Ecological Footprint of Consumption Compared to Biocapacity
This map compares each country's total consumption Footprint with the biocapacity available within its own borders.
Many countries rely, in net terms, on the biocapacity of other nations to meet domestic demands for goods and services. For example: Japan imports Ecuadorian wood to make paper; Europe imports meat fed on Brazilian soy; the United States imports Peruvian cotton; and China obtains lumber from Tanzania.
World Total Biocapacity: 1.78 gha per capita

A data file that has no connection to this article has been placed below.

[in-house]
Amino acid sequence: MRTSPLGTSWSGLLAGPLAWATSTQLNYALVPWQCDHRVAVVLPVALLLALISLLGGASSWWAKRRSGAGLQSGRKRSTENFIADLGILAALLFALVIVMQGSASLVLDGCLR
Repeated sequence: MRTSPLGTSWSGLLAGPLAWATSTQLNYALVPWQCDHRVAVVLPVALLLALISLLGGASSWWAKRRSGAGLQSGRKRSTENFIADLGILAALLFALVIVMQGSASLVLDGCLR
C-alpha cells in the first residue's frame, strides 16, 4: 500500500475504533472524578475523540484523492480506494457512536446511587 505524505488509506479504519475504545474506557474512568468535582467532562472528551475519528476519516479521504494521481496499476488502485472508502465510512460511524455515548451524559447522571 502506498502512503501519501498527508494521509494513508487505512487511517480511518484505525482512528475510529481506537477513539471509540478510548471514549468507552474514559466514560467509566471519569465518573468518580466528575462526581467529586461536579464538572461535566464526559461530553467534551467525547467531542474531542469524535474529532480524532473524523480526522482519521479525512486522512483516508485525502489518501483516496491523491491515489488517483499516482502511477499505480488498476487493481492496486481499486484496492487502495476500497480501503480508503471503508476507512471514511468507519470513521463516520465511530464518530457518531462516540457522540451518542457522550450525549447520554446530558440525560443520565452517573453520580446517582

World Ecological Footprint of Consumption: 2.7 gha per capita (i.e. we are using more resources than the Earth can provide.)
Currently less than 20 percent of the world's population living in countries that can keep up with their own demands.
What is a global hectare (gha)?
A global hectare is a common unit that encompasses the average productivity of all the biologically productive land and sea area in the world in a given year. Biologically productive areas include cropland, forest and fishing grounds, and do not include deserts, glaciers and the open ocean.